By: Kayla Bremer
It's a disease that affects millions of Americans everyday. But as part of Gambling Awareness Month, Nebraska's "Play It Safe" program is working to help those who choose to gamble, to do so safely.
It's almost that time of year again when basketball fans will begin filling out their brackets for March Madness. This is why March is also about raising the awareness of gambling addictions.
Recovering gambler John, who wishes to keep his identity hidden, is hoping his story will inspire others to get help.
Eighty-five percent of people in Nebraska say they've gambled at least once in their life. Most fill out those March Madness brackets for fun but for thousands of others it's a dangerous, costly addiction.
"Just feel so guilty and upset and be stressing out about where am I going to find the money to cover what I just lost or how am I going to get that money back?" John said.
He's a recovering gambler who realized he had a problem when he was 19. He says it started as simple betting on sports teams with his friends, but became a problem when he started placing higher bids, and losing more and more money.
It was Choices and people like director Deb Hammond that helped John start his road to recovery.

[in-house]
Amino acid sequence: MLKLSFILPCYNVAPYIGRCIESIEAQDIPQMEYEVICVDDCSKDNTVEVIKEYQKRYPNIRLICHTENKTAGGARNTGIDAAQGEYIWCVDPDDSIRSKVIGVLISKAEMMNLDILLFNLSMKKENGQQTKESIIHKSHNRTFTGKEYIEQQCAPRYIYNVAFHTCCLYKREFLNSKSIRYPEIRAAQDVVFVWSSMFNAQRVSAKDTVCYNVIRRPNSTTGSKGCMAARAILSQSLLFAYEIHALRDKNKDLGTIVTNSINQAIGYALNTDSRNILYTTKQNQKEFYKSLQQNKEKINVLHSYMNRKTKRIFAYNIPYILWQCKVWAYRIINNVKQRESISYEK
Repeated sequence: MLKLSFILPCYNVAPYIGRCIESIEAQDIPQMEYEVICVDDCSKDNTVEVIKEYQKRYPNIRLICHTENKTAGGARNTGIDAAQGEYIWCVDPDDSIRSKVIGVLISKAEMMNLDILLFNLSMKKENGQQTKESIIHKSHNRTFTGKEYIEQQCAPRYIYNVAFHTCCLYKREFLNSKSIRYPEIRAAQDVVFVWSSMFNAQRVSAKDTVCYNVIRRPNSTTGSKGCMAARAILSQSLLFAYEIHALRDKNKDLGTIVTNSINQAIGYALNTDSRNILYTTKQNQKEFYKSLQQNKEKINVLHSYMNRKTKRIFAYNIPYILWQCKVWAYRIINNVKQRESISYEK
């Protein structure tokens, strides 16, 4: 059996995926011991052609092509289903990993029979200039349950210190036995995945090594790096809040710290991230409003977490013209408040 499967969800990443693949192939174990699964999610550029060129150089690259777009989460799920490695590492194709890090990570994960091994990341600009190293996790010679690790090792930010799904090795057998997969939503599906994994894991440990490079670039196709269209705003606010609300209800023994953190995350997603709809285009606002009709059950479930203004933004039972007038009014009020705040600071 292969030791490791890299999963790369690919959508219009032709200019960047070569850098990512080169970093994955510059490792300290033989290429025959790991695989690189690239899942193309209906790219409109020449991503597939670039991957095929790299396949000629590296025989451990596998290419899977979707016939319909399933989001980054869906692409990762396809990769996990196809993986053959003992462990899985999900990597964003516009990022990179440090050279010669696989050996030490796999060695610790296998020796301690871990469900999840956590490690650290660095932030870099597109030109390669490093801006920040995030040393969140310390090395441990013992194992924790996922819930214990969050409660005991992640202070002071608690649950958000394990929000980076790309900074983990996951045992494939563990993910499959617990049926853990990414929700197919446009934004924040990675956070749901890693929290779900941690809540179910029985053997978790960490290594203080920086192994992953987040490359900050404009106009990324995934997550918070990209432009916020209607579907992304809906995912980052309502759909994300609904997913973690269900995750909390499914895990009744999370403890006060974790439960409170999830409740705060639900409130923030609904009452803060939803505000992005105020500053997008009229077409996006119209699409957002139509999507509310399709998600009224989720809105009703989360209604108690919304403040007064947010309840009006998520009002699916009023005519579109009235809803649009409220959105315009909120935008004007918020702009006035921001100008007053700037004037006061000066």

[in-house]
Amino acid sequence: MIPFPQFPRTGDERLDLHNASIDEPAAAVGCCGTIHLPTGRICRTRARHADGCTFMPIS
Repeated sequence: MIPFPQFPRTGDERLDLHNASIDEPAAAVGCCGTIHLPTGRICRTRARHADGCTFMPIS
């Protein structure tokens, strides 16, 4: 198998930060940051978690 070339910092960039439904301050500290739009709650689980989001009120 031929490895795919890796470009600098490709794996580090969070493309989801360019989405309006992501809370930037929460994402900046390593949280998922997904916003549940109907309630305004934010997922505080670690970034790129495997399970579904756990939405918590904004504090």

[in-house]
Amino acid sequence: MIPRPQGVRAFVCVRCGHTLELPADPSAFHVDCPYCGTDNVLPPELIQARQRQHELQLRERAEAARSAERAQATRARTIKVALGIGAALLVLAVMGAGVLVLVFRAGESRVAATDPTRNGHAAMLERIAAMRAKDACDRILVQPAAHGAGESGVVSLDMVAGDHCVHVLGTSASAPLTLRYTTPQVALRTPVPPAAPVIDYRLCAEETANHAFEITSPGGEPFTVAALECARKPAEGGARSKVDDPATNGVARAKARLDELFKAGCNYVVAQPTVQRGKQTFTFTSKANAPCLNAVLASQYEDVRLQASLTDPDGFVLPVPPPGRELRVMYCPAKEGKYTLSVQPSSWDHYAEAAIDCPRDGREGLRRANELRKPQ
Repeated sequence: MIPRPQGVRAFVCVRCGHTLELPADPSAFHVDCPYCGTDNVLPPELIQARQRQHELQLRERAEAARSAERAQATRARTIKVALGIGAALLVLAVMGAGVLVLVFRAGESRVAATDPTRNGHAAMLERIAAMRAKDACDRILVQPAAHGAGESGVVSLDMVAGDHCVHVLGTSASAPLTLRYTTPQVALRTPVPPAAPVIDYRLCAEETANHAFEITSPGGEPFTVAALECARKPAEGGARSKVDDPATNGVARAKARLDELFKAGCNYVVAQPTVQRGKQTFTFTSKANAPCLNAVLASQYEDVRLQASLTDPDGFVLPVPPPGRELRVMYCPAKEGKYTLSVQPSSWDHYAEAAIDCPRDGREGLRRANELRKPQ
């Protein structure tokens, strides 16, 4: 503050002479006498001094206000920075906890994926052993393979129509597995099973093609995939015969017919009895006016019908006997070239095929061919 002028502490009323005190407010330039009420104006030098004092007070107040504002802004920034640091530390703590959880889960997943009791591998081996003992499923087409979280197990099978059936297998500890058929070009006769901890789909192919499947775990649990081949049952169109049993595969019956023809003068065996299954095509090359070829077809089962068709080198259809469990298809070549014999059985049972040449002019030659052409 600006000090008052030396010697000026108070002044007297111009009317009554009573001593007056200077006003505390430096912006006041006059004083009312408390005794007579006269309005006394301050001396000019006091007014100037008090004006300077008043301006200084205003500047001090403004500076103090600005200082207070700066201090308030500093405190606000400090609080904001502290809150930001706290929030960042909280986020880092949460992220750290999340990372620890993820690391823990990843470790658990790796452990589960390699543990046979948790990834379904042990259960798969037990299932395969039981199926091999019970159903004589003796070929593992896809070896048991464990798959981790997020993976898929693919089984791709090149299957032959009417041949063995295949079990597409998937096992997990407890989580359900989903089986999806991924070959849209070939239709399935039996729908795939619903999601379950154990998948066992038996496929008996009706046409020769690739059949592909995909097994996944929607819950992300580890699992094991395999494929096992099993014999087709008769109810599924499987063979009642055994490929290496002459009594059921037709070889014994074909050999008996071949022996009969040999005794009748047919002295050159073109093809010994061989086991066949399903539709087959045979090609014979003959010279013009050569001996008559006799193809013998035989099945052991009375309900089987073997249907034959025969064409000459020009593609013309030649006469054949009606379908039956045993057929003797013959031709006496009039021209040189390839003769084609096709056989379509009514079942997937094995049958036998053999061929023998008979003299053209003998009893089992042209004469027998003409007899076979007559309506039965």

"He is very much a role model for the next person," Hammond said. "For us providers, it's awesome. I mean there's no better feeling in the world than to watch somebody walk back through your doors and tell you that their lives are back together again."
There are nearly 55,000 other Nebraskans just like John who battle with problem gambling.
The "Play It Safe" campaign is trying to guide people who choose to gamble, to do it responsibly.
"What might seem somewhat simple but like setting limits on how much time you would spend gambling or specifically how much money, that it fits within a budget that you think of it as recreation," Maya Chilese said.
John has now been clean for four years.
"It's really been a blessing," John said. "It taught me a lot and I think I'm better off today having gone through what I went through."
There are more than a dozen outlets in Nebraska for anyone who wants to seek help.
Also a 24–hour confidential helpline. That number is 1–800–GAMBLER.